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You may have seen some Little Free Libraries around on the internet or perhaps even in your own neighborhood. What are they, and how do you start one?
The Little Free neighborhood library movement started in 2009 with Todd Bol. He built a little library to honor his mother. She had recently passed away and was a lifelong book lover and a school teacher. His initial design was a wood structure that looked like a one-room schoolhouse. Bol had a goal to install 2,500 Little Free Libraries around the midwest. As of today, there are more than 100,000 worldwide.
A Little Free Library can be any shape or size. It is up to your own imagination and creativity. The Little Free Library website has kits and plans you can select from. You can even purchase them pre-made on Etsy. I started a Little Free Library, and it was made and painted for me by my husband and kids from a used kitchen cabinet that they found.
The intent of a Little Free Library is that any passerby can select a book for free if they leave a book. That way, the library remains fully stocked. However, Little Free Libraries have been made into Little Free pantries or blessing boxes people can help those in need by stocking a box. The whole idea of the Little Free Library system is to provide for the common good and give 24-hour access to books to those that do not have them. One in three kids living in poverty does not have any books of their own. A Little Free Library could change that and allow those kids to feel the joy of reading.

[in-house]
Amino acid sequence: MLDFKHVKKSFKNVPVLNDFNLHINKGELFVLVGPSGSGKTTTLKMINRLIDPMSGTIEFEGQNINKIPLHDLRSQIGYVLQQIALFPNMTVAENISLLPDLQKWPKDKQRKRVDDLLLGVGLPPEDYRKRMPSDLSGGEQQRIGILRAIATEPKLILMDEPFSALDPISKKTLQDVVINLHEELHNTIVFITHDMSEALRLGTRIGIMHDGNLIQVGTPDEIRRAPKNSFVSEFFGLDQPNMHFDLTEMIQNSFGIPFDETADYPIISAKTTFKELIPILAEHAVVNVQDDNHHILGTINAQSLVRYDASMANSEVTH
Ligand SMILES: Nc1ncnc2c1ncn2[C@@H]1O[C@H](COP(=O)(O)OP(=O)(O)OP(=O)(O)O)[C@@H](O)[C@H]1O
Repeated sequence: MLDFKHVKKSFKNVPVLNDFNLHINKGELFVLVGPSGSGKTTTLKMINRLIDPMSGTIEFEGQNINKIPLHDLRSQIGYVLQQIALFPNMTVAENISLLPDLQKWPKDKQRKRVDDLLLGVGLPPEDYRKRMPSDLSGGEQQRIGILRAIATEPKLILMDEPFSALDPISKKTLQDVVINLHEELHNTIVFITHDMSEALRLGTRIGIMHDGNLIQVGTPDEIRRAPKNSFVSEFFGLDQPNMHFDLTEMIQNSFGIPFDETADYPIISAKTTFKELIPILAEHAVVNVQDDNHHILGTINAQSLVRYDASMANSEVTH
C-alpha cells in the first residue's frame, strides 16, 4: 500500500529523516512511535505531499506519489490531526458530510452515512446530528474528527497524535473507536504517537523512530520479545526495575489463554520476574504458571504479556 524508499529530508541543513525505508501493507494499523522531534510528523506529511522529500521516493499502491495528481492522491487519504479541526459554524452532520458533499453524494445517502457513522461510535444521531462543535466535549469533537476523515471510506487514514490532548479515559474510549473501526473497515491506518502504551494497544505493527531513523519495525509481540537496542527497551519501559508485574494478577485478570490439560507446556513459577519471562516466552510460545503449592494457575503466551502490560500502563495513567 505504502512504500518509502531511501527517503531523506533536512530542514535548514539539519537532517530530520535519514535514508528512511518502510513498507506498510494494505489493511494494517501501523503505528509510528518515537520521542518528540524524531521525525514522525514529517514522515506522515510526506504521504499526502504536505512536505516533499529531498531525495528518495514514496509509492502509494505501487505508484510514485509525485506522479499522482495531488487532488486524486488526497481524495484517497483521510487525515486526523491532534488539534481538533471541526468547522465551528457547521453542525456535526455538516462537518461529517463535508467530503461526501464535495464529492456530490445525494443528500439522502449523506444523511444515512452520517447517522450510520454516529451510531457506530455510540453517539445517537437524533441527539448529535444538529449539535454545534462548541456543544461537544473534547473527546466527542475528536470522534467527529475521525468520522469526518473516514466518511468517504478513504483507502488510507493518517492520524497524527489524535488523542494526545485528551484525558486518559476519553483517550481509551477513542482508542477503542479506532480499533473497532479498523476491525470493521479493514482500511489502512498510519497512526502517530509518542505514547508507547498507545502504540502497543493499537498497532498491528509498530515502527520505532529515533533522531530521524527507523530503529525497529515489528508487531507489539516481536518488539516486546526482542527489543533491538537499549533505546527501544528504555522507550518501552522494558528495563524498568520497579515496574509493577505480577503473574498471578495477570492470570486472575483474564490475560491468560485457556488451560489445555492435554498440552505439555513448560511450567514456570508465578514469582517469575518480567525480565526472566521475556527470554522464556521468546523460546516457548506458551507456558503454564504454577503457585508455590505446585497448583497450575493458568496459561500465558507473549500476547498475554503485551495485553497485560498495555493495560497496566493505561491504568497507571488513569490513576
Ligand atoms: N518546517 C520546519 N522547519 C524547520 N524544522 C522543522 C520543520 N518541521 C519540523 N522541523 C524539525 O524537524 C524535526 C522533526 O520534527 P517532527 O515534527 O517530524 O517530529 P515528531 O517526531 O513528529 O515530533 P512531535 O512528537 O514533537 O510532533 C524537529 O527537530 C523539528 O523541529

The person who oversees the Little Free Library is the steward. The steward is responsible for the upkeep and care of the library and the selection within their library. I have decided that in my Little Free Library, we will primarily have children's books. I decided to do that because they are smaller and I can fit more into the library. Because of that, it made the library's location very important that the kids who visit are safe. I didn't want them to stand in the street to access the library or be in danger. Our library is located on a post close to our front door so that anyone can safely access it. Anything negative would be caught by the camera on our doorbell. Little free libraries are generally welcomed by communities. Before installing one, you want to make sure you are following any laws or codes that your city or state may have.